Is anyone else as confused about the Supreme Court decision as I am? It is legal under Congress' constitutional powers as a taxing authority, but it wasn't promoted as a tax, wasn't argued as a tax, is not in the bill as a tax, and still the Democrats still will not admit to it being a tax. Is there anything about this that makes sense, or am I just expecting too much from Washington?
It doesn't make sense.
Furthermore, under the Anti-Injunction Act, if it is a tax, then the trial cannot be heard until someone pays the tax, which is not until 2014.
Chief Justice Roberts ignored the Anti-Injunction Act to proceed with the case. It also appears that he was originally siding with the conservative justices + Kennedy. It seems he was swayed by the media onslaught back in May regarding the potential outcome of this ruling. Deeply troubling, lifetime tenure is supposed to sheild them from political influence.
There are several things to take from this IMO:
1. Taxing power broadly expanded - the bad is obvious, the good is that taxes are unpopular and to pass a bill as a tax it will be harder than merely calling something a penalty. Plus tax bills must originate in the House. Of course, this requires truth in labeling and a court that will not simply bail out the Congress.
2. Some state soveriegnty is actually protected by the ruling that the Feds cannot take away existing Medicaid funds if states refuse to participate in the expansion, meaning they seem to be able to opt out of Obamacare. This could potentially be a big deal. But it could also work to Obama's advantage by him manipulating and saying that the system is broke and this is just one more reason we need a single payer system.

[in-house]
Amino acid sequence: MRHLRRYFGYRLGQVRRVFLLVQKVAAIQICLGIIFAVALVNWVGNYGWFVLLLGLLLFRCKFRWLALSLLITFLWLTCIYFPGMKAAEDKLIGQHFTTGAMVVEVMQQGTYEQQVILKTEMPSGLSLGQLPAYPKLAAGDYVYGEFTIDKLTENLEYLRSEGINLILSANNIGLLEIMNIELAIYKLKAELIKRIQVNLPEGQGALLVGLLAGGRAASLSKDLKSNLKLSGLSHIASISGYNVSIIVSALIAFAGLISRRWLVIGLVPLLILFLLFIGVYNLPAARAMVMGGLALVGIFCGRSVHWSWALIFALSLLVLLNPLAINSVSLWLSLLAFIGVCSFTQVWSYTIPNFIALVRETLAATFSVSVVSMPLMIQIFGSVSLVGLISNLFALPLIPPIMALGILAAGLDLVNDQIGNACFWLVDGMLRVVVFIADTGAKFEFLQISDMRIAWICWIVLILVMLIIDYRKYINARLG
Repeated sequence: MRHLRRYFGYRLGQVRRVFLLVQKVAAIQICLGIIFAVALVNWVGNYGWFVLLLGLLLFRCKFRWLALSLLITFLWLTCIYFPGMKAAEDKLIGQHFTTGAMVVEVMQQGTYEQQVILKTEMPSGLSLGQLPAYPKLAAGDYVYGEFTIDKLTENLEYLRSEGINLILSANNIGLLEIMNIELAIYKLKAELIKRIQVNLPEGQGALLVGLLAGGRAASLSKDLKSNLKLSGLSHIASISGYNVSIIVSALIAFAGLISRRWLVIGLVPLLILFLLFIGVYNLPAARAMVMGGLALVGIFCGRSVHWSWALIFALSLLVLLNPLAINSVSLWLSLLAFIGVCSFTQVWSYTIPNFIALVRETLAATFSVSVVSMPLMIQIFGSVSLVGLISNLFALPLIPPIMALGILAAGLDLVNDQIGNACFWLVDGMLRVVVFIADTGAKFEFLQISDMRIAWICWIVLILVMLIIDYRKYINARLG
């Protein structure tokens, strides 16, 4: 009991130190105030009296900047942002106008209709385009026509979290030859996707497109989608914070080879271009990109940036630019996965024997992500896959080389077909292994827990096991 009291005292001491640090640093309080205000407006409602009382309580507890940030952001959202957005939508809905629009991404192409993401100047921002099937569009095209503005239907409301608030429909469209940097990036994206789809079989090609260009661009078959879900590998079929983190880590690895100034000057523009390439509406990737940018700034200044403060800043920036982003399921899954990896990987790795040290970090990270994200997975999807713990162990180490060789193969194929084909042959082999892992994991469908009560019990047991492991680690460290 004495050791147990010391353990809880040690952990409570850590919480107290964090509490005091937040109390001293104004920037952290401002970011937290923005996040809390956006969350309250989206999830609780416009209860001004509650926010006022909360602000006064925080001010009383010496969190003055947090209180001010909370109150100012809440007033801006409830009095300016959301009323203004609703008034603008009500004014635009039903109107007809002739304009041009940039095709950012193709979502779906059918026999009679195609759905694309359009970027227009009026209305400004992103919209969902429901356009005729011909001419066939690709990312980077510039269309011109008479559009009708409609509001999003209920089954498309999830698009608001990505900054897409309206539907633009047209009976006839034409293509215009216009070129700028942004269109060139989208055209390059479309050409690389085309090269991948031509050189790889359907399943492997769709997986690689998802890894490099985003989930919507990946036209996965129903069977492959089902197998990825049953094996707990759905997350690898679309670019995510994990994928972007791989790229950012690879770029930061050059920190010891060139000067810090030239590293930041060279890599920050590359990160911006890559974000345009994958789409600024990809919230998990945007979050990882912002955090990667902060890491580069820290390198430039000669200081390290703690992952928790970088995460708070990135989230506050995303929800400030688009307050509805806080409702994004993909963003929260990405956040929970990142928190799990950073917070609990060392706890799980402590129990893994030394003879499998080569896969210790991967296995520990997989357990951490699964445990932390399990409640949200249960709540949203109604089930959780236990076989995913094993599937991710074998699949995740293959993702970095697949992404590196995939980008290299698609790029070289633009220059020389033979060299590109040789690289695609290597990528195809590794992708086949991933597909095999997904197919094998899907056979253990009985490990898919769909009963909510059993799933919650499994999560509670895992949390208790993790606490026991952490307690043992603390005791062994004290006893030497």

3. November just became that much more important.
4. Unlike what everyone says, Roberts did NOT restrain the Commerce Clause. His comments on the Commerse Clause came in his dictum and is not binding.
Another odd thing about the decision is where this mandate fits in as a tax. The Constitution outlines 4 types of taxes that the federal government can levy against the citizens. 1) Direct taxes which are apportioned between the states; 2) Duties and Excise taxes which must be consistently applied to all citizens; 3) Proportional or Value-Added taxes which are imposed on things with value (i.e. property taxes); 4) Income taxes on all types of income earned.
I have no idea where a tax imposed on inactivity directed at just a select group of citizens fits in anywhere in these taxes approved in the Constitution. I mean, by this rationale you could go into a store looking for a pair of pants, not like any of the styles that are available and when you try to leave the store could say, “Since you chose not to buy any pants we need to collect a couple of bucks tax to send into the government before you leave.” It sounds ridiculous, but it really is the same thing as what the Supreme Court upheld as a tax. Makes no sense at all. At least it is comical to see all these Democrats getting on TV and staunchly stating that no matter what the Supreme Court ruled, the mandate really is a penalty and not a tax and the Court was completely wrong.
Woah, woah, woah, why are you trying to bring up the Constitution.
That was written by a bunch of old white guys, like, a long time ago. It's not relevant, I heard on Twitter that Obama signed an executive order giving him the power to tax however he wanted. So I just went and liked him on facebook.
Constitution, humph, that's so old-school.
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